Aliphatic hydrocarbons are divided into three main groups according to the types of bonds they contain: alkanes, alkenes, and alkynes. Alkanes have only single bonds, alkenes contain a carbon-carbon double bond, and alkynes contain a carbon-carbon triple bond. Aromatic hydrocarbons are those that are significantly more stable than their Lewis structures would suggest; i.e., they possess “special stability.” They are classified as either arenes, which contain a benzene ring as a structural unit, or nonbenzenoid aromatic hydrocarbons, which possess special stability but lack a benzene ring as a structural unit.
This classification of hydrocarbons serves as an aid in associating structural features with properties but does not require that a particular substance be assigned to a single class. Indeed, it is common for a molecule to incorporate structural units characteristic of two or more hydrocarbon families. A molecule that contains both a carbon-carbon triple bond and a benzene ring, for example, would exhibit some properties that are characteristic of alkynes and others that are characteristic of arenes.
Alkanes are described as saturated hydrocarbons, while alkenes, alkynes, and aromatic hydrocarbons are said to be unsaturated.
Alkanes, hydrocarbons in which all the bonds are single, have molecular formulas that satisfy the general expression CnH2n + 2 (where n is an integer). Carbon is sp3 hybridized (three electron pairs are involved in bonding, forming a tetrahedral complex), and each C—C and C—H bond is a sigma (σ) bond (see chemical bonding). In order of increasing number of carbon atoms, methane (CH4), ethane (C2H6), and propane (C3H8) are the first three members of the series.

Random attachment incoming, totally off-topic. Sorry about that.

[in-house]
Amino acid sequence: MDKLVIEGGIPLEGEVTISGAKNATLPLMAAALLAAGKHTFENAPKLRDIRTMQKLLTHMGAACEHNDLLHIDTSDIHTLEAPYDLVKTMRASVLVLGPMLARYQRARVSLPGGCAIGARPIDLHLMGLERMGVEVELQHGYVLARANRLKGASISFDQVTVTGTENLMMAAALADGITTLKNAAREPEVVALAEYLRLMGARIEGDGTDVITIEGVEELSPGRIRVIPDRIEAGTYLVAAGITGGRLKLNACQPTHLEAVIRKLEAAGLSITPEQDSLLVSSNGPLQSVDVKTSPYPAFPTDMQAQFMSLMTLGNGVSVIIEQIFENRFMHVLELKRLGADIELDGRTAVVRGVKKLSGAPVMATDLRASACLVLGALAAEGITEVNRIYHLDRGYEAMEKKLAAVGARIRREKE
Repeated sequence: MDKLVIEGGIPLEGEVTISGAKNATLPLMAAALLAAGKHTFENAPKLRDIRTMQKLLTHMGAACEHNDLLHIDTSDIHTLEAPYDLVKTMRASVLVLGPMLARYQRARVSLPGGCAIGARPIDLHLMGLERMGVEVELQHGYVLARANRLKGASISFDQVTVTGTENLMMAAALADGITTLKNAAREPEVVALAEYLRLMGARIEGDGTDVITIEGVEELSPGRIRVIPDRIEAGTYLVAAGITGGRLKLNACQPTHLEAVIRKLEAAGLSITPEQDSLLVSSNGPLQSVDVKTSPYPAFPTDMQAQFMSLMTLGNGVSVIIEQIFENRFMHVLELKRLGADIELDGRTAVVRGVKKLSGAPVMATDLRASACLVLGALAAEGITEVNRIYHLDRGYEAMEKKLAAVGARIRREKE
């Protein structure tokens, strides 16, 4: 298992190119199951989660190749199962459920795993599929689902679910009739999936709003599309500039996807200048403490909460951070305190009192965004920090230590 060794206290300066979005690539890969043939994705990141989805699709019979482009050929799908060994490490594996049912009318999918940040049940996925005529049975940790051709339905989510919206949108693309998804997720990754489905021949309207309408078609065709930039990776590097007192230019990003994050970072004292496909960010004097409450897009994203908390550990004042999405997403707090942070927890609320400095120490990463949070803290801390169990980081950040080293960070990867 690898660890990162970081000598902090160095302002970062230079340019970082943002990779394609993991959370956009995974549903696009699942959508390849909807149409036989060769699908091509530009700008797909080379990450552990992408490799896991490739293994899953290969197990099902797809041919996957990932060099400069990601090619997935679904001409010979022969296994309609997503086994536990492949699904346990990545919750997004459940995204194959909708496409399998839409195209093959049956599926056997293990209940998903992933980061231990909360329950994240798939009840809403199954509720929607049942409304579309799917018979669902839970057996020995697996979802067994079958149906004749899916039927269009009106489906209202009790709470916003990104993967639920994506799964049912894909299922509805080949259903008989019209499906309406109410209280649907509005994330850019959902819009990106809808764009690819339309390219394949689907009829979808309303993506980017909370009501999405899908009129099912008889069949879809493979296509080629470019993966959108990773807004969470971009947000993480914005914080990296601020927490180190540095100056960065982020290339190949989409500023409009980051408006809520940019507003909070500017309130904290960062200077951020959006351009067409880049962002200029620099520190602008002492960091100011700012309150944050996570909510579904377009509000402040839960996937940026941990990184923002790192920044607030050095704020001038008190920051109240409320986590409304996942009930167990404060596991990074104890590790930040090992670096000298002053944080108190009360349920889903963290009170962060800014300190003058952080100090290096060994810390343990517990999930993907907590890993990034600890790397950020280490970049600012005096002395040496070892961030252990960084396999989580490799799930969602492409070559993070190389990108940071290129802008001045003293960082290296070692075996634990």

Methane, ethane, and propane are the only alkanes uniquely defined by their molecular formula. For C4H10 two different alkanes satisfy the rules of chemical bonding (namely, that carbon has four bonds and hydrogen has one in neutral molecules). One compound, called n-butane, where the prefix n– represents normal, has its four carbon atoms bonded in a continuous chain. The other, called isobutane, has a branched chain.
Different compounds that have the same molecular formula are called isomers. Isomers that differ in the order in which the atoms are connected are said to have different constitutions and are referred to as constitutional isomers. (An older name is structural isomers.) The compounds n-butane and isobutane are constitutional isomers and are the only ones possible for the formula C4H10. Because isomers are different compounds, they can have different physical and chemical properties. For example, n-butane has a higher boiling point (−0.5 °C <31.1 °F>) than isobutane (−11.7 °C <10.9 °F>).
There is no simple arithmetic relationship between the number of carbon atoms in a formula and the number of isomers. Graph theory has been used to calculate the number of constitutionally isomeric alkanes possible for values of n in CnH2n + 2 from 1 through 400. The number of constitutional isomers increases sharply as the number of carbon atoms increases. There is probably no upper limit to the number of carbon atoms possible in hydrocarbons. The alkane CH3(CH2)388CH3, in which 390 carbon atoms are bonded in a continuous chain, has been synthesized as an example of a so-called superlong alkane. Several thousand carbon atoms are joined together in molecules of hydrocarbon polymers such as polyethylene, polypropylene, and polystyrene.